Samourai Wallet claims Wasabi Wallet is on ‘psyop’
Wasabi Wallet — a software wallet meant to enhance Bitcoin (BTC) privacy through mixing — accused their main competitor Wasabi of running a “psyop” through their educational project Coinjoins.org.
In a lengthy Twitter thread, Samourai claims the educational project is designed to make users forget the recent announcement with chain surveillance firms to create “compliant coinjoin.”
Samourai has not answered the request for sources about Wasabi developing a compliant coinjoin by press time.
Samourai also pointed to the PlusToken ponzi scheme as bad actors, having purportedly seen their mixing deanonymized “due to broken Wasabi mixing protocol.”
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In its analysis of the PlustToken scam, OXT Research detected an “abnormally high address reuse among Wasabi mixer outputs” which “led to the discovery of an active Sybil attack on the Wasabi mixer.” Furthermore, “the source of the Sybil attack traced back to addresses reportedly controlled by PlusToken.”
A Sybil attack uses a node to operate many fake identities — called Sybil identities — simultaneously in a peer-to-peer network such as a blockchain. The aim is usually to influence the network or gain intelligence on its participants.
Similarly, OXT Research’s analysis of the North Korean Lazarus Group and deanonymization of laundered funds also cited the poor quality of Wasabi’s CoinJoin implementation, as did the research analyzing the KuCoin hack and the Hydra deep web black market. The last two cases cited were about Blender, a centralized frontend to Wasabi.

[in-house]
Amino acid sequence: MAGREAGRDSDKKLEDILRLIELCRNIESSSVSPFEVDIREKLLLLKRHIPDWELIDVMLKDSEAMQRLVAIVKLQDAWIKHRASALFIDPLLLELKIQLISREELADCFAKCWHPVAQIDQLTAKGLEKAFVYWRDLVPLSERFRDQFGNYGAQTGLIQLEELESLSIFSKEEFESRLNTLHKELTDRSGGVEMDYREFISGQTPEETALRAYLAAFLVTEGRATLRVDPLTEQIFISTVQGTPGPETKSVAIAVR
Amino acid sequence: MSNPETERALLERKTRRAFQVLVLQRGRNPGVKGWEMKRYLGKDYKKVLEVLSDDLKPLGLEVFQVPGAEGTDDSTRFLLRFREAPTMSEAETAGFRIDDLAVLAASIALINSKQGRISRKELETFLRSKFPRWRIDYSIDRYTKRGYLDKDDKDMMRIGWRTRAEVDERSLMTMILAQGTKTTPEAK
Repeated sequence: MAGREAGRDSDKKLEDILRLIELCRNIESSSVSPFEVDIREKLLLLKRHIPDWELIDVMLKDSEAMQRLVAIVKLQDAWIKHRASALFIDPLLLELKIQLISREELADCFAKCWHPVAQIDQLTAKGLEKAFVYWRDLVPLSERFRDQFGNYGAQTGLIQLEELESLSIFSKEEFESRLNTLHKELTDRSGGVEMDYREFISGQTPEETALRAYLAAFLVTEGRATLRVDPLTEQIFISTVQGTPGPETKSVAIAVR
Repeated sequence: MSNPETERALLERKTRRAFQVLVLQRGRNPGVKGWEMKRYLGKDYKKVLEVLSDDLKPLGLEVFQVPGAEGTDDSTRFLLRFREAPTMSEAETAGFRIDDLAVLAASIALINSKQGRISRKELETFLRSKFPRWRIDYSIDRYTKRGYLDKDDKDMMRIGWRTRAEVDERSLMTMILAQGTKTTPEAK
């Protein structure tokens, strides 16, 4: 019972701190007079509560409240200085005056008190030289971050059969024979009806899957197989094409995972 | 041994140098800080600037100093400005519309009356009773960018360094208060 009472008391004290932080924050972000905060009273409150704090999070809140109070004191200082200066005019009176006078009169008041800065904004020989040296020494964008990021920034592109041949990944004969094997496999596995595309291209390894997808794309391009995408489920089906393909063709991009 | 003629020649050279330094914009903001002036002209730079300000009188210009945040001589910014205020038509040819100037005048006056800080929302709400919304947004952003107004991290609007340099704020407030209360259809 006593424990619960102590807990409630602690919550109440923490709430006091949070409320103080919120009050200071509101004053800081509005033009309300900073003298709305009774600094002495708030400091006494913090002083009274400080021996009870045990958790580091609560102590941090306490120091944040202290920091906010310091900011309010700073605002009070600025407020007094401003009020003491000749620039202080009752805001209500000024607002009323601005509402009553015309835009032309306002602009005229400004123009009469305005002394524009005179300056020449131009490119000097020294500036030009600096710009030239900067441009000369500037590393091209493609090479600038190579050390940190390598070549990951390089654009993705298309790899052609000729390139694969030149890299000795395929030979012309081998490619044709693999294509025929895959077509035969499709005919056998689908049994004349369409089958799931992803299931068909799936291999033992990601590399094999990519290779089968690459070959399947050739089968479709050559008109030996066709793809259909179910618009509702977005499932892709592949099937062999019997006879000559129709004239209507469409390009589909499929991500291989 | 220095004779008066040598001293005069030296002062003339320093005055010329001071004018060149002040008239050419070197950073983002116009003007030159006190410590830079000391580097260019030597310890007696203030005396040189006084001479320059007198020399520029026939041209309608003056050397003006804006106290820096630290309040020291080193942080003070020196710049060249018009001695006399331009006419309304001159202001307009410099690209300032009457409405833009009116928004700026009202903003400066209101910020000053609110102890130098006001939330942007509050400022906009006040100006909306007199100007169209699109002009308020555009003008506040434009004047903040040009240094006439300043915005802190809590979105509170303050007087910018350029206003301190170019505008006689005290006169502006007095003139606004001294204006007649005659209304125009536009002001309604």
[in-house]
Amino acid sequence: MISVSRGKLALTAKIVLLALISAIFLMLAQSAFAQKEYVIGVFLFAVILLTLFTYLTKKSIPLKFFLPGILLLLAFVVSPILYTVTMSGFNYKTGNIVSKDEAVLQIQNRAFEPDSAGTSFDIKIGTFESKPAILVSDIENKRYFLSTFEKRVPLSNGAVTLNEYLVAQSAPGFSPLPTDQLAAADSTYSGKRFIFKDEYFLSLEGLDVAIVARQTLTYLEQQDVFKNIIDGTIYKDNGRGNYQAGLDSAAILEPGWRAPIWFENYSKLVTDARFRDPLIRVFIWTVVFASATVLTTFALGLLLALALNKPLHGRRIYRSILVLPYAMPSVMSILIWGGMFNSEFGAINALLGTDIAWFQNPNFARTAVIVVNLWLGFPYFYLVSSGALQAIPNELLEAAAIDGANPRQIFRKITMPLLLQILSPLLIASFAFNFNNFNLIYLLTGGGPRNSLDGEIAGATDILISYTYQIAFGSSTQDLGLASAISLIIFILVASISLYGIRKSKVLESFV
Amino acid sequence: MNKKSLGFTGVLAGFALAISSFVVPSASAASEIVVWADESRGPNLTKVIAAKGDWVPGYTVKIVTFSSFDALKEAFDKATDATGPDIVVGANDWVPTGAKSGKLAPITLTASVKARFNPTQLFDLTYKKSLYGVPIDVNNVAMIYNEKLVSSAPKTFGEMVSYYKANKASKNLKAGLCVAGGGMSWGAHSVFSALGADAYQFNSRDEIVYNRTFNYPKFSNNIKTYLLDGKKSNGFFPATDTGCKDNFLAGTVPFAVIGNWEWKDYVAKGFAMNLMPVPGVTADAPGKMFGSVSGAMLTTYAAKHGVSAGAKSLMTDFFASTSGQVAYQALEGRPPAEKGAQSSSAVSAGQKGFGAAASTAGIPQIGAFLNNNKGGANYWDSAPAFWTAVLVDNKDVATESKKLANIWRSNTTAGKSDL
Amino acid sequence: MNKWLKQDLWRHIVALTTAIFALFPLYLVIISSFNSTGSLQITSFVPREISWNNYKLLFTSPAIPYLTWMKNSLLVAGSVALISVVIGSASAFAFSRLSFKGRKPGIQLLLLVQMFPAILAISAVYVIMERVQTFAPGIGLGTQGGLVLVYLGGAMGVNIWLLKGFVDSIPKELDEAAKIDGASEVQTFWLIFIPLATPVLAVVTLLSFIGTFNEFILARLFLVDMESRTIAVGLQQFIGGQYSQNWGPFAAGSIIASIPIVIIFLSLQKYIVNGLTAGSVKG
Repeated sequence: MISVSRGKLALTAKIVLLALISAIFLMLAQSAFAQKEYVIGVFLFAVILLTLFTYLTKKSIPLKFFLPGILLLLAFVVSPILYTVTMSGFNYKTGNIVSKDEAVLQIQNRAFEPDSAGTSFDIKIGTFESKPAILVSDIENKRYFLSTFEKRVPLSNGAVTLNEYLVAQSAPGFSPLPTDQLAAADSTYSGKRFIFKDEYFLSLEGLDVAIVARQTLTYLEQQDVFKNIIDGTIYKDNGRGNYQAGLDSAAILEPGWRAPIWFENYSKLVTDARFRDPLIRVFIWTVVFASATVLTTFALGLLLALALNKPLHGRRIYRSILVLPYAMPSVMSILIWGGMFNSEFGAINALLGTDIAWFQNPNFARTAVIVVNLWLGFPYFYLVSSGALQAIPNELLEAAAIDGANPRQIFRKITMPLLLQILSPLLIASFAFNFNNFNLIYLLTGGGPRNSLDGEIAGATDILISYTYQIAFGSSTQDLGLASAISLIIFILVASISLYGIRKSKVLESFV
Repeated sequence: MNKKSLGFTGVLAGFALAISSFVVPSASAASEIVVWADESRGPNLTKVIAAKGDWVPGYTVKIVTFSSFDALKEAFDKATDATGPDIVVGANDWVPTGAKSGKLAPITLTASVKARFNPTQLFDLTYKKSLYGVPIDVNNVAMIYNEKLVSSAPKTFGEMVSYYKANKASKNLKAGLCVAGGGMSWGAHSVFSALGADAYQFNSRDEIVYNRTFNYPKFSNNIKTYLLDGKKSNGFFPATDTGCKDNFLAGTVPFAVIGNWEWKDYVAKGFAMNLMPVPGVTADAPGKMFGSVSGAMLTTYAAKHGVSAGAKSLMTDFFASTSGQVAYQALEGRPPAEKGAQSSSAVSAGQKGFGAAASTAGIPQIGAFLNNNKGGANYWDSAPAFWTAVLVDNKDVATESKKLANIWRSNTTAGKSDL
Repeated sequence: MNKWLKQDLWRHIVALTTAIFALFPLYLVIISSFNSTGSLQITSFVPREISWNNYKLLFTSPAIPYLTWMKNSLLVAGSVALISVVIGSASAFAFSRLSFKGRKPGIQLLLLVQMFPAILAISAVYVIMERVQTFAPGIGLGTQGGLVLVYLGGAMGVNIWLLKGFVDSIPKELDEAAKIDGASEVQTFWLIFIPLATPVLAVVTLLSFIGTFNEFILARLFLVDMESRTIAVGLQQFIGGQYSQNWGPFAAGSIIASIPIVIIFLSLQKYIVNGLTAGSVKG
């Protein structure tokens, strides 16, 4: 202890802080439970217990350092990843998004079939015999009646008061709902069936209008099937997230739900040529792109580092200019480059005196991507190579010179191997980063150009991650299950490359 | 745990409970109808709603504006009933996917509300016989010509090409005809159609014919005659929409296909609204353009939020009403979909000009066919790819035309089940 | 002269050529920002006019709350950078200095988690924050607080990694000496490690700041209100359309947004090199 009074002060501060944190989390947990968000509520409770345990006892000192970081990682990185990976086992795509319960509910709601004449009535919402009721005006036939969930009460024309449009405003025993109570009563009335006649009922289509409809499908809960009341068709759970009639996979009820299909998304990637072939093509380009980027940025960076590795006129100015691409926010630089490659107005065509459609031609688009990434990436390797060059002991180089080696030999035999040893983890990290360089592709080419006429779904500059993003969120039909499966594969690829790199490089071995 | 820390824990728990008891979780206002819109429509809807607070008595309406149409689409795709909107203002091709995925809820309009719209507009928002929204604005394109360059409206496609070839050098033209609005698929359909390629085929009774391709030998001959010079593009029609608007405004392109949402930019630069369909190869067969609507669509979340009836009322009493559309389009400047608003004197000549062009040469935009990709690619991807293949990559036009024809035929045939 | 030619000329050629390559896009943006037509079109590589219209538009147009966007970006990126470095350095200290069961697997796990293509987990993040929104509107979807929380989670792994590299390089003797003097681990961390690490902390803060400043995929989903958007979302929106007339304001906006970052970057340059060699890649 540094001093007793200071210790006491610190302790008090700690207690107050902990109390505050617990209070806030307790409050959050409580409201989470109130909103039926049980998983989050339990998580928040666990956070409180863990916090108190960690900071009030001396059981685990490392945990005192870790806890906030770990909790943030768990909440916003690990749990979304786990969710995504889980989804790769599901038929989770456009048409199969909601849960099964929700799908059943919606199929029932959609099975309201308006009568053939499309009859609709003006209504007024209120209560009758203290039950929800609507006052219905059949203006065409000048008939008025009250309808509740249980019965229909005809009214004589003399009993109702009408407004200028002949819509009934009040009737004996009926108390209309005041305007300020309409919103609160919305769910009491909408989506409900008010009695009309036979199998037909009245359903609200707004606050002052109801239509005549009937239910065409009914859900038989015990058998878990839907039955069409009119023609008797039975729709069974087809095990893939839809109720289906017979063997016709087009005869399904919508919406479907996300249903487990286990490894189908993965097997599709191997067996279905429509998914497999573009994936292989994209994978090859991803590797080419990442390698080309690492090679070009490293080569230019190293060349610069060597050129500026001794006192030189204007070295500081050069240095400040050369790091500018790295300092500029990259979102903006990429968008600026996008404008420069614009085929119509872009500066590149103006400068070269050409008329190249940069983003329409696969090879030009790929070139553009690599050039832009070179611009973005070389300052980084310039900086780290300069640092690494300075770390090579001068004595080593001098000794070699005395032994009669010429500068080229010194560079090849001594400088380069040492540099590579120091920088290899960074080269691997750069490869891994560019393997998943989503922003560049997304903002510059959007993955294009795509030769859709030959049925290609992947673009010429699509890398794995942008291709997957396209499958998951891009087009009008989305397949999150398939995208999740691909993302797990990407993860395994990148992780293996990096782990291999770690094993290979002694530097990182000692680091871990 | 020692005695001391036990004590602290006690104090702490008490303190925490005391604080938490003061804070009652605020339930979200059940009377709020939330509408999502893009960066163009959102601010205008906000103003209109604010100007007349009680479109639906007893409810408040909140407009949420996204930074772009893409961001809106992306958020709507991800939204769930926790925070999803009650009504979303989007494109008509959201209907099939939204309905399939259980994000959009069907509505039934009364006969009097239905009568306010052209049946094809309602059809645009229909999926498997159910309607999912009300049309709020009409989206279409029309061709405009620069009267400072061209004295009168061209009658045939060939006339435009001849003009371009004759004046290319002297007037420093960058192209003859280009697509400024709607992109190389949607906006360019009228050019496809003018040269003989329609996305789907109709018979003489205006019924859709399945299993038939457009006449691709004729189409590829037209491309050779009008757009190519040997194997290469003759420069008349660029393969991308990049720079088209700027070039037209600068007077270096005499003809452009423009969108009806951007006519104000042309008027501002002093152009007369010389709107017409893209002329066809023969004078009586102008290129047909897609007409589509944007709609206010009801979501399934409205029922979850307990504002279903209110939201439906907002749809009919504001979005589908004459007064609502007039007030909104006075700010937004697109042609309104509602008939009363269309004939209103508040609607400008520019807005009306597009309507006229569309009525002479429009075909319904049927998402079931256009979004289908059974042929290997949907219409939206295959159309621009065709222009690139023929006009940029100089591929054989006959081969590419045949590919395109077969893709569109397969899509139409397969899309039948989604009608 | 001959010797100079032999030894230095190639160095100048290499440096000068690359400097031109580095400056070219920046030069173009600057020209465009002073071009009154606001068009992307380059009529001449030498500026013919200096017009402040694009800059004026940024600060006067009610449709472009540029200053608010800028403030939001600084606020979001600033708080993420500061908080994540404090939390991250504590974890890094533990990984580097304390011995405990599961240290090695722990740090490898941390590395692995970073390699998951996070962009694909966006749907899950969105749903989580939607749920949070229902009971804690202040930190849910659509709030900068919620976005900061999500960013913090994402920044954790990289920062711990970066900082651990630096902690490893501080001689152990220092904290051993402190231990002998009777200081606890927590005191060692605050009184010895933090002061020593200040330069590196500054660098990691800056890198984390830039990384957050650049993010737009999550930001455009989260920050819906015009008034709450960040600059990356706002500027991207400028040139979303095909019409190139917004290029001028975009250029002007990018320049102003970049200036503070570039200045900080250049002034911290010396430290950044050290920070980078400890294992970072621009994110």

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While the findings are interesting, one cannot help but notice that they all come from one source, making collusion more likely. Moreover, OXT Research pointed out back in 2021 that it works with Samourai “developers to test and create techniques that mitigate the privacy shortcomings,” so the two parties have close ties.
Samourai further claims that it had discovered that Wasabi’s coin selection algorithm for Conjoin was deterministic and predictable in 2020 — a flaw nullifying all anonymity gained. Wasabi reportedly refuted the claim and silently patched later.
“When confronted with actual on chain reproducible research, Thibaud, Wasabi, and many of the influencers and podcasters paid by Wasabi marketing swept it all under the rug. Now we’re expected to believe they care about open-source blockchain coinjoin research. Give me a break.”
Samourai Wallet spokesperson
A long-term conflict
The conflict between Samourai Wallet and Wasabi Wallet is not a new one. Samourai has been raising concerns over alleged privacy shortcomings in Wasabi Wallet’s Coinjoin implementation as far as 2019 — and possibly much earlier.
In a 2020 comment on the conflict between the two companies, Mário Havel, co-founder of crypto-and-privacy non-profit Paralelni Polis, said that “there were many clashes in the past, more or less reasonable, but generally, Samourai research does a good and interesting job for the privacy ecosystem of Bitcoin.”
Unfortunately, the accusations moved by Samourai against Wasabi usually require a significant amount of precise technical knowledge and research to be understood and even more to be proven or disproven. For this reason, waiting for expert analysis and commentary is the best way to shed light on the controversy.